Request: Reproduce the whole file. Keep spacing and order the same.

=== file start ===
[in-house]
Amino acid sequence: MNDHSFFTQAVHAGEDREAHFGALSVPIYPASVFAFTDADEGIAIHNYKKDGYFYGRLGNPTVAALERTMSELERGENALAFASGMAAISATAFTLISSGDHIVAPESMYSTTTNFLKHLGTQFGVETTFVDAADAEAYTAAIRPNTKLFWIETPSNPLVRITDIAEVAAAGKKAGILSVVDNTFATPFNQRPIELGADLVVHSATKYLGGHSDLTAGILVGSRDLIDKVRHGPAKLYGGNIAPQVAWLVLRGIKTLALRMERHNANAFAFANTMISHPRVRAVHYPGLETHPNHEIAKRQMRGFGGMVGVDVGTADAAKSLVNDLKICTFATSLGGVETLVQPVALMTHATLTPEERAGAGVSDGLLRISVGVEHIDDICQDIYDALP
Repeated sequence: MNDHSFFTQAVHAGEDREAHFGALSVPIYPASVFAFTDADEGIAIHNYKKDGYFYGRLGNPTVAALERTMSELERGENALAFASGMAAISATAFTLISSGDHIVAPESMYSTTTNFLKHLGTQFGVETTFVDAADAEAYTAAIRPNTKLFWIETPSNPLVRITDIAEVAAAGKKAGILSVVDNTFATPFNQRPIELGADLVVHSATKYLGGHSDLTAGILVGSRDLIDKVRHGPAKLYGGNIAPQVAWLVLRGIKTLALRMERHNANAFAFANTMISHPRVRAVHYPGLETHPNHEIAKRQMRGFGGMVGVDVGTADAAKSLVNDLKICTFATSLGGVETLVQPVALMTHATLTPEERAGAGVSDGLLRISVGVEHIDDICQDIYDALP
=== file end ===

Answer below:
[in-house]
Amino acid sequence: MNDHSFFTQAVHAGEDREAHFGALSVPIYPASVFAFTDADEGIAIHNYKKDGYFYGRLGNPTVAALERTMSELERGENALAFASGMAAISATAFTLISSGDHIVAPESMYSTTTNFLKHLGTQFGVETTFVDAADAEAYTAAIRPNTKLFWIETPSNPLVRITDIAEVAAAGKKAGILSVVDNTFATPFNQRPIELGADLVVHSATKYLGGHSDLTAGILVGSRDLIDKVRHGPAKLYGGNIAPQVAWLVLRGIKTLALRMERHNANAFAFANTMISHPRVRAVHYPGLETHPNHEIAKRQMRGFGGMVGVDVGTADAAKSLVNDLKICTFATSLGGVETLVQPVALMTHATLTPEERAGAGVSDGLLRISVGVEHIDDICQDIYDALP
Repeated sequence: MNDHSFFTQAVHAGEDREAHFGALSVPIYPASVFAFTDADEGIAIHNYKKDGYFYGRLGNPTVAALERTMSELERGENALAFASGMAAISATAFTLISSGDHIVAPESMYSTTTNFLKHLGTQFGVETTFVDAADAEAYTAAIRPNTKLFWIETPSNPLVRITDIAEVAAAGKKAGILSVVDNTFATPFNQRPIELGADLVVHSATKYLGGHSDLTAGILVGSRDLIDKVRHGPAKLYGGNIAPQVAWLVLRGIKTLALRMERHNANAFAFANTMISHPRVRAVHYPGLETHPNHEIAKRQMRGFGGMVGVDVGTADAAKSLVNDLKICTFATSLGGVETLVQPVALMTHATLTPEERAGAGVSDGLLRISVGVEHIDDICQDIYDALP